SoftBank Said to Be Sidelined by Soccer Clubs in FIFA's New Cup

(Bloomberg) -- SoftBank Group Corp. has been cut out of plans for a new, lucrative, 24-team soccer tournament after high-profile clubs voiced concern about the Japanese company’s share of the profit, according to people briefed on the matter.

SoftBank was previously set to act as a lead investor, along with an international consortium, in a $25 billion proposal for a new Club World Cup and an international tournament.

However, some clubs were concerned about the amount of profit the Japanese company might have made from the enterprise, said the people briefed on the revamped version, asking not to be identified because the deliberations are private.

After hearing the complaints from the clubs, FIFA, soccer’s governing body, last week put forward a new version of the tournament, which made no mention of any investors. The new tournament is only for club teams and not international ones.

FIFA President Gianni Infantino said that he hopes to go ahead with the pilot edition of the new competition in June and July 2021.

When asked whether SoftBank has been dropped as a potential investor in the new project, a FIFA spokesman declined to comment. A SoftBank spokesman also declined to comment.

SoftBank and FIFA originally planned to create a new company to stage a series of club and international soccer competitions, according to a person familiar with the project. The project would’ve seen SoftBank and other investors put forward $25 billion to take a minority stake in the Club World Cup and a new tournament involving international teams.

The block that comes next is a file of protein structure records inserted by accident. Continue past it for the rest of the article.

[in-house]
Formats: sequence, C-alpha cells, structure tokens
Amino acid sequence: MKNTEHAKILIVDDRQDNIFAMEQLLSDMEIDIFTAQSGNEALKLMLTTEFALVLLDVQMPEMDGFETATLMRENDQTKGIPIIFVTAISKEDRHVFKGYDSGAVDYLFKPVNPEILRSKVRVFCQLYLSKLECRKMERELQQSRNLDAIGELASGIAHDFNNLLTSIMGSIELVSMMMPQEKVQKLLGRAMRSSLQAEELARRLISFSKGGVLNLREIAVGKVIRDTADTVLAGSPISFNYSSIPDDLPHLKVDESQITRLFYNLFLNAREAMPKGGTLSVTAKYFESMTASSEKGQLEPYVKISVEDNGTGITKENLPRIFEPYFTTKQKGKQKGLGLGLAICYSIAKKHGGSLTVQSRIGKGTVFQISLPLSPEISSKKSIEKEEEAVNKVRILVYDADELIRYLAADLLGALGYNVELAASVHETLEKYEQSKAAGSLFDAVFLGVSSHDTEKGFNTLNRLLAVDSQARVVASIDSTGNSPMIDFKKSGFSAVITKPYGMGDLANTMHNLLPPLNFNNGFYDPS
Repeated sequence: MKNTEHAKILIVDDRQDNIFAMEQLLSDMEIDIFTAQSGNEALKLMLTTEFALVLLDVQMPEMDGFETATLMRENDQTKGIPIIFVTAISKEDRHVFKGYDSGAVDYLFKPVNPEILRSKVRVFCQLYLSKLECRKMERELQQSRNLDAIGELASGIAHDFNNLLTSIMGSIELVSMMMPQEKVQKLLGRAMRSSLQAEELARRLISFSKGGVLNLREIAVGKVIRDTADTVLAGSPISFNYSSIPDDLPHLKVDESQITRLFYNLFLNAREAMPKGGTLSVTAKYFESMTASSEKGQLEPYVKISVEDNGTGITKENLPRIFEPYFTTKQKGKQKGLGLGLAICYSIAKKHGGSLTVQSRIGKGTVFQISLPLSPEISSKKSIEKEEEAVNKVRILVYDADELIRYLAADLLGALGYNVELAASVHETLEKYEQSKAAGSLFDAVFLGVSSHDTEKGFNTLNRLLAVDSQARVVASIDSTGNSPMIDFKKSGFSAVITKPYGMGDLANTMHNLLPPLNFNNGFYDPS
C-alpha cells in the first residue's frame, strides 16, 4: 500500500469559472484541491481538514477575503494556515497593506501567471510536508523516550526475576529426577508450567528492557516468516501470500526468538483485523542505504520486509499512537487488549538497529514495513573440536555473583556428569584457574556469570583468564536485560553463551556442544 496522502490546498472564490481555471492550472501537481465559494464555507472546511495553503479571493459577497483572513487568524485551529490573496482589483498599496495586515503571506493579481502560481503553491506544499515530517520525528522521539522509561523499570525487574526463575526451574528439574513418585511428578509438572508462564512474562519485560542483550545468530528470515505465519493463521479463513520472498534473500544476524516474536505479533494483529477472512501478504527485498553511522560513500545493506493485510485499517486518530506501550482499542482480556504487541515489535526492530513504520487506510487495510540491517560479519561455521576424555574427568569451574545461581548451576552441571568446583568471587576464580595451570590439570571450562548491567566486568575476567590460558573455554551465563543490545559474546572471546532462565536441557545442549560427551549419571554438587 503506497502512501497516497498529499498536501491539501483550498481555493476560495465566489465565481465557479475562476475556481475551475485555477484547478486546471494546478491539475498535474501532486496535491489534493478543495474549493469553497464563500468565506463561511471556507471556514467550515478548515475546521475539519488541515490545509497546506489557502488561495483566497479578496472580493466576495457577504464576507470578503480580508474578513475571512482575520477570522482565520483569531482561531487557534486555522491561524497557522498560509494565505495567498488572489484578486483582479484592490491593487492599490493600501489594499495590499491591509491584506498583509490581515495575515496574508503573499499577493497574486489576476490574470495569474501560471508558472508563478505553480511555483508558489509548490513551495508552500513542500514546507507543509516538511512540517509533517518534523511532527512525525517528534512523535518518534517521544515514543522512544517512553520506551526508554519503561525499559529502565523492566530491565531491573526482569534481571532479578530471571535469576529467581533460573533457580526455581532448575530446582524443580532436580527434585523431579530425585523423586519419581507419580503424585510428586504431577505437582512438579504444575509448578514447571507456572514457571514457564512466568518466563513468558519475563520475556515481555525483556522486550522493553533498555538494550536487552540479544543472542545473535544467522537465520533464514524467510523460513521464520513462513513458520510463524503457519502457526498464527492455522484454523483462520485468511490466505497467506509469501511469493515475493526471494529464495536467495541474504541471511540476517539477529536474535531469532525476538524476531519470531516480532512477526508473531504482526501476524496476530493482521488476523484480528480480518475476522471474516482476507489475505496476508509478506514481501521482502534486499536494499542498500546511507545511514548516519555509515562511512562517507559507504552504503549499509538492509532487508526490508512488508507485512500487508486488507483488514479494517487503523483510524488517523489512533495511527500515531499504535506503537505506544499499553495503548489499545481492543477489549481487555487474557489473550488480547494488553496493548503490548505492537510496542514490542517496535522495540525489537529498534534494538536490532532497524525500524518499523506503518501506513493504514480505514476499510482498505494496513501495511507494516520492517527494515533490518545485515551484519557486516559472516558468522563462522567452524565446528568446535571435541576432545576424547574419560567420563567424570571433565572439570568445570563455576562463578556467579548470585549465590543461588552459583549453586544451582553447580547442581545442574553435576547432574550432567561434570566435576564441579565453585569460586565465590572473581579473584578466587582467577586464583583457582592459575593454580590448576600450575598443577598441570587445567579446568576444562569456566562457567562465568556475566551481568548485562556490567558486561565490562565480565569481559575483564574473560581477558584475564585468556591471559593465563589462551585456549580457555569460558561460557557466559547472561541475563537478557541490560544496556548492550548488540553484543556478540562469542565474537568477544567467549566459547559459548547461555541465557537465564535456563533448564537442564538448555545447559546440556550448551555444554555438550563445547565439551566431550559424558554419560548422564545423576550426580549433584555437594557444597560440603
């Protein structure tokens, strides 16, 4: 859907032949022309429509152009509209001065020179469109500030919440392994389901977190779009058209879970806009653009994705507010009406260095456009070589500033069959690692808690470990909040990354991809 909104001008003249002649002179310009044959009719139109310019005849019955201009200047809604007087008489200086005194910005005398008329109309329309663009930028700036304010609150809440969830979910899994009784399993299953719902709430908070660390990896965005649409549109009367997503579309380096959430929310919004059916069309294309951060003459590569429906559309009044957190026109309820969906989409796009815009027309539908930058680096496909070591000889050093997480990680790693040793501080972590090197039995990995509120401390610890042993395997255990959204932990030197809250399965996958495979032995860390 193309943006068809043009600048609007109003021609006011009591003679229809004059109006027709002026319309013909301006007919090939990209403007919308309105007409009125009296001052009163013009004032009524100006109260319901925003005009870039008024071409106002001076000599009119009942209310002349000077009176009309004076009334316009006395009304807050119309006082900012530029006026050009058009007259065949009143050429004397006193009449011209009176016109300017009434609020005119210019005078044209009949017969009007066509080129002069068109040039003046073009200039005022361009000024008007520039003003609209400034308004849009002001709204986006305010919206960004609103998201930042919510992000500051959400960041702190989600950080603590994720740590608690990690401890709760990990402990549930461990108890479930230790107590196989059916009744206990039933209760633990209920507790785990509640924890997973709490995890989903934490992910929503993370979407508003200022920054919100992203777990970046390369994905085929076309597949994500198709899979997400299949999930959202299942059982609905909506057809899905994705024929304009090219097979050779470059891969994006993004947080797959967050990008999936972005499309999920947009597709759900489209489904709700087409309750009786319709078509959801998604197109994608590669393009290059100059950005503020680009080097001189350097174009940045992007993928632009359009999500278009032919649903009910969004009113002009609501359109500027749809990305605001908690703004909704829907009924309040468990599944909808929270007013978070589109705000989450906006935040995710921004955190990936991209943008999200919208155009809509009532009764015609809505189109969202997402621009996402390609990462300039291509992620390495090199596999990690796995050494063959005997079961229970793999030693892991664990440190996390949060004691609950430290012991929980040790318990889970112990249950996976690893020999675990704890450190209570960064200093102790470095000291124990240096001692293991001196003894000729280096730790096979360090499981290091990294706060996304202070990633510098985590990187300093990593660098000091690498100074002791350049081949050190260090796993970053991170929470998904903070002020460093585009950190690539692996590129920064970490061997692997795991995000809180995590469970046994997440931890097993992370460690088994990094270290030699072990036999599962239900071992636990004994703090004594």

Clubs interested in taking part in the competition had made it clear they didn’t need funds up front to make it attractive, but would be prepared to receive monies at the end of the tournament, as was usual with other competitions, one of the people said.

Another person briefed on the plans said while SoftBank wasn’t playing a key role in the new version, they could be brought back in at a later stage.

SoftBank’s founder Masayoshi Son is known to have a close relationship with Saudi Arabia’s Crown Prince Mohammed bin Salman. FIFA’s Infantino has said he would exclude sovereign wealth funds from investing in the project, according to a person familiar with the initial project.

FIFA has given no details on how a new club tournament would be financed, but its World Cup relies on sponsorship, advertising, broadcast rights and match-day income. Infantino is planning to raise money from broadcasters and sponsors.

FIFA said the decision to overhaul the FIFA Club World Cup comes after a consultation process that started in 2016 and involved the FIFA Council, the Football Stakeholders’ Committee, the Organizing Committee for FIFA Competitions, the member associations at the Executive Football Summits, as well as bilateral discussions with professional football stakeholders, FIFA said in a statement.

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